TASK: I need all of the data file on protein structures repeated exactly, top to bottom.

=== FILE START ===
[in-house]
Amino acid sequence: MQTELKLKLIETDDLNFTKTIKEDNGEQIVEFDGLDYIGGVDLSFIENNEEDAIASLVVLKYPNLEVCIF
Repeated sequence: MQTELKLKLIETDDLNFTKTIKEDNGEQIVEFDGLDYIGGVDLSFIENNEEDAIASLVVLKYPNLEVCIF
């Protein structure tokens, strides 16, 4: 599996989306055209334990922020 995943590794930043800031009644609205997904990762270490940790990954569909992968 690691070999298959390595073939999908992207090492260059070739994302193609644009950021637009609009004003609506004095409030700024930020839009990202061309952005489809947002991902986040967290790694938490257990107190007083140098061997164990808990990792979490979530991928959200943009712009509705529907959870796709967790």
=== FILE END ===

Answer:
[in-house]
Amino acid sequence: MQTELKLKLIETDDLNFTKTIKEDNGEQIVEFDGLDYIGGVDLSFIENNEEDAIASLVVLKYPNLEVCIF
Repeated sequence: MQTELKLKLIETDDLNFTKTIKEDNGEQIVEFDGLDYIGGVDLSFIENNEEDAIASLVVLKYPNLEVCIF
């Protein structure tokens, strides 16, 4: 599996989306055209334990922020 995943590794930043800031009644609205997904990762270490940790990954569909992968 690691070999298959390595073939999908992207090492260059070739994302193609644009950021637009609009004003609506004095409030700024930020839009990202061309952005489809947002991902986040967290790694938490257990107190007083140098061997164990808990990792979490979530991928959200943009712009509705529907959870796709967790």